Nearby, see ducks, woodpeckers, deer, or wait until dusk to watch for bats and flying squirrels.
After dark in the holiday season, visit the Garden's elaborate display of lights.
VA Blue Line
Exit the station toward the Lincoln Memorial. Cross the street
and go east (left) 0.3 mi. (use GW Parkway crosswalks) to the
paved Mount Vernon Trail, which follows the Potomac River north
to Roosevelt Island and south 0.7 mi. to the Lyndon Baines
Johnson Memorial Grove, an attractive patch of white pine, willow
oak, and cottonwood trees. Visit the quiet river channel behind
the grove to watch great blue herons hunting fish and painted
turtles basking on the logs. This popular trail continues past
the National Airport Station (VA Blue and Yellow lines) (about 3
mi. south), goes through Old Town Alexandria, then continues to
Dyke Marsh, one of the areas most beautiful and vibrant wetlands.
DC Green Line
Go west (right) one block on M St., turn south (left) 0.2 mi. on
6th St. and follow the paved walkway to the Washington Channel of
the Potomac River. Once polluted and lifeless, the Potomac is now
a vibrant living river. Watch the fish jump, and search the
skies for bald eagle, osprey, and peregrine falcon. Walk down
Water St. 0.5 mi. to 9th St. Turn right and cross Maine Ave.
Follow the footpath to the pedestrian walkway along the high
bridge over the Channel. Or reach the walkway from the L'Enfant
Plaza station (DC Green, Orange, Blue, and Yellow lines). At the
far side is East Potomac Park, whose southern tip is Hains Point,
1.5 mi. from the bridge. Scan the meeting point of the Potomac
and Anacostia Rivers during the colder months to see a variety of
gulls and waterfowl.
East Falls Church -- Four Mile Run Park
VA Orange Line
Head south (right) one block on Tuckahoe St. Continue on the
paved path to Four Mile Run Park. Bear right at the fork just
beyond the bridge crossing Van Buren St. to the interpretive
trail. Tall maple and ash trees shade the creek, where cardinals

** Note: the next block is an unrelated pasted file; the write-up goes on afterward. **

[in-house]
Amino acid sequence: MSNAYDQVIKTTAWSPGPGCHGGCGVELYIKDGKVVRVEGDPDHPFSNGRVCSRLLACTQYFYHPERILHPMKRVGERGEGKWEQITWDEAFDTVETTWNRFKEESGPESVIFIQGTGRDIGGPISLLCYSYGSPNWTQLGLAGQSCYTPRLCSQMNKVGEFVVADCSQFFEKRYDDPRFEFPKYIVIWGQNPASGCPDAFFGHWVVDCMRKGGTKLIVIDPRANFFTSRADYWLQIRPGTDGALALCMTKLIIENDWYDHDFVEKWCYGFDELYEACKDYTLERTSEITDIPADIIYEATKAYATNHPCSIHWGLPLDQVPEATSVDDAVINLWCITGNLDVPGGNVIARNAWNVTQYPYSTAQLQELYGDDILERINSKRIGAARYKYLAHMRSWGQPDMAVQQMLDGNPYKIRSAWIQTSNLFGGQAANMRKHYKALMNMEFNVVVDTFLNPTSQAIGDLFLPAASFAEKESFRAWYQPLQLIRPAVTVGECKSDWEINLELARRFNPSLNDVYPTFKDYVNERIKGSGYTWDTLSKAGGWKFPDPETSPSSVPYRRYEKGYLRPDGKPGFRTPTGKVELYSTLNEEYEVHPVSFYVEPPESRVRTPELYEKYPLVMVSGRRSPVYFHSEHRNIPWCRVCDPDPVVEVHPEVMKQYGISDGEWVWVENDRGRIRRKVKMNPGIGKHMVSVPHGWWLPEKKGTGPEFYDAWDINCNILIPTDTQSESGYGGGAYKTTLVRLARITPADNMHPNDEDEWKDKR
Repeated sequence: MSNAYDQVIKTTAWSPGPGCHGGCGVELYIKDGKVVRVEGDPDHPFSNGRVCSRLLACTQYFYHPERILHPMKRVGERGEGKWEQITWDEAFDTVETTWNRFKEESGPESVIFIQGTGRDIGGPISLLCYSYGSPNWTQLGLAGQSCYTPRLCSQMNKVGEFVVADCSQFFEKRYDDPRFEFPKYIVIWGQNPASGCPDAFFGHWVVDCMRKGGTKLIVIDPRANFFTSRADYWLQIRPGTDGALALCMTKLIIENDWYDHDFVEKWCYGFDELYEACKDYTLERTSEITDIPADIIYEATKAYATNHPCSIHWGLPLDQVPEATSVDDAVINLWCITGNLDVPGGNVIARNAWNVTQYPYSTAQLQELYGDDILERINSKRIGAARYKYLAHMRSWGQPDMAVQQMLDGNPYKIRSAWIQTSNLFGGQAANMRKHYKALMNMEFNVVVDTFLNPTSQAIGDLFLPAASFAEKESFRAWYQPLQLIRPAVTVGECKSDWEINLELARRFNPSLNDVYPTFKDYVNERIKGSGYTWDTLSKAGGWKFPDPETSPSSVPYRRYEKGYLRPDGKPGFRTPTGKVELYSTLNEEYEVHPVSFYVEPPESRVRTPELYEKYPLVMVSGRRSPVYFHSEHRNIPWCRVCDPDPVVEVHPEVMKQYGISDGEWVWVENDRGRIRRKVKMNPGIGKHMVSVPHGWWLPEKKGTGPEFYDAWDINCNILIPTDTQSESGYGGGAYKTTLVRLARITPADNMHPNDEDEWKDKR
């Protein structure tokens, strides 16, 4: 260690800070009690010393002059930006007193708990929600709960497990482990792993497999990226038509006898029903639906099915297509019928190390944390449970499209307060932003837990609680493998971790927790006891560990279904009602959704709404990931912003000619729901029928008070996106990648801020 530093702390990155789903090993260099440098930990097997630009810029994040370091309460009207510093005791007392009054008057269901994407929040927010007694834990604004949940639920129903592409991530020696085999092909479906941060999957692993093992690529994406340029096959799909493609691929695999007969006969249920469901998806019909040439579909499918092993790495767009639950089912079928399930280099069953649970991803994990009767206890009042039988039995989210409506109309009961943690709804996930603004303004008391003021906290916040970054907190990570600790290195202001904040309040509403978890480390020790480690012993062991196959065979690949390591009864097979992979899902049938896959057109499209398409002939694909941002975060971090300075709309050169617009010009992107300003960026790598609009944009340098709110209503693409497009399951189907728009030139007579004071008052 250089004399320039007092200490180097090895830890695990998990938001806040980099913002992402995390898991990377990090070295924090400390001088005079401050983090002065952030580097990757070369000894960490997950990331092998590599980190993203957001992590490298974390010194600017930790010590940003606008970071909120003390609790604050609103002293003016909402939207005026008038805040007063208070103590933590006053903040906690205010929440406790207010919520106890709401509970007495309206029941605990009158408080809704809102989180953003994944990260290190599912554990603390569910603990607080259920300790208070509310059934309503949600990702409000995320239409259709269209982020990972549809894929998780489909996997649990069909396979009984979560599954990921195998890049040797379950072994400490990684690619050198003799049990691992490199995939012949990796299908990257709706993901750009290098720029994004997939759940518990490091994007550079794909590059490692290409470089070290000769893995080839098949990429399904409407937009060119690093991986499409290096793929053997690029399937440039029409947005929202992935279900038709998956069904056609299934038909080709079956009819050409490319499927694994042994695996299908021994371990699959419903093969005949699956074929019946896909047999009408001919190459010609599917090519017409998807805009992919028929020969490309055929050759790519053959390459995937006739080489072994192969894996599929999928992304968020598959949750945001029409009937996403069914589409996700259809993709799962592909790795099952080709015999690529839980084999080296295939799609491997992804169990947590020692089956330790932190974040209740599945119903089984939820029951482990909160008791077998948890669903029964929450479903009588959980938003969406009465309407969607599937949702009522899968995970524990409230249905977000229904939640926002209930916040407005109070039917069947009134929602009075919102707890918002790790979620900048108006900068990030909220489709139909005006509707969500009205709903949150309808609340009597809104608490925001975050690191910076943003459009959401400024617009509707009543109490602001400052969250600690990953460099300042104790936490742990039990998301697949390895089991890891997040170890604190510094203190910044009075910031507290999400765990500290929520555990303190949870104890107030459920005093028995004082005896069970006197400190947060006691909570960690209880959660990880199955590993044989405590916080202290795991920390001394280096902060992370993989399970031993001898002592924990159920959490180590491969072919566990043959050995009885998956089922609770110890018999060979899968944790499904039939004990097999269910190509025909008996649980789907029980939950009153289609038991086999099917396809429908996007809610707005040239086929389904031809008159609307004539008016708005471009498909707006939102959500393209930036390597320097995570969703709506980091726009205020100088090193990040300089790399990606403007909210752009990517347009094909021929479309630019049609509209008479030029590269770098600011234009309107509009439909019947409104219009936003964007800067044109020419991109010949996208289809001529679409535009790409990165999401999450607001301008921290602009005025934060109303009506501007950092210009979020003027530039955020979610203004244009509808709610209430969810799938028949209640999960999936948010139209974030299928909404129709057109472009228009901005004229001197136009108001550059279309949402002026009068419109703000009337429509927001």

and goldfinches sing from the shrubs. The paved Washington & Old
Dominion Railroad Trail (W&OD) runs adjacent to the station's
DC Red Line
Exit on east side of Connecticut Ave. Travel 0.2 mi. north
(right) to Melvin Hazen Park, and follow the foot trail down a
wooded ravine beneath beech and oak trees more than 100 feet
tall. Watch for wildflowers in spring and for the wood thrush,
D.C.'s official "state" bird, throughout warmer months.
Woodpeckers are common year round. This 0.5 mi. trail connects to
trails in Rock Creek Park. To see exotic animals, go 0.4 mi.
south on Connecticut Ave. to reach the National Zoo. The Zoo
connects to Rock Creek Park, making a loop hike of about 3 miles.
MD Red Line
Exit east from the station. Go past the parking garage to Redland
Rd. Go left (NE) on Redland to the Crabb's Branch Way
intersection. Two ponds are visible from the roadside. Check here
for water birds, frogs, turtles, and dragonflies. Diagonally
across the Redland/Crabb's Branch Way junction lies an open mix
of woods and fields where white-tailed deer and foxes roam.
Listen for warblers here in the spring. Go 0.3 mi. east on
Redland Rd. and then right 1.5 mi. on Needwood Rd. to reach Lake
Needwood and Rock Creek Regional Park, where ducks patrol the
lake, woodchucks frequent the meadows, and chipmunks abound in
VA Blue Line/VA Orange Line
Exit to Moore St. and head north (right) 1 block to 19th St.,
then east (right) 1 block to N. Lynn St. Follow signs north
(left) 2 blocks to paved Hiker/Biker trail that leads 0.3 mi. to
Theodore Roosevelt Island. Most of this 88-acre island is
protected natural habitat, a tribute to the great conservationist
President. Foot trails (bicycles prohibited) around the island
lead through a mature floodplain forest where wildflowers and
songbirds abound in spring. Island swamps and marshes are home to
frogs, muskrats, and more. The Potomac Heritage Trail begins at
the Roosevelt Island parking area. This foot path follows the
Potomac upriver 10 mi. to the Scott's Run Nature Preserve.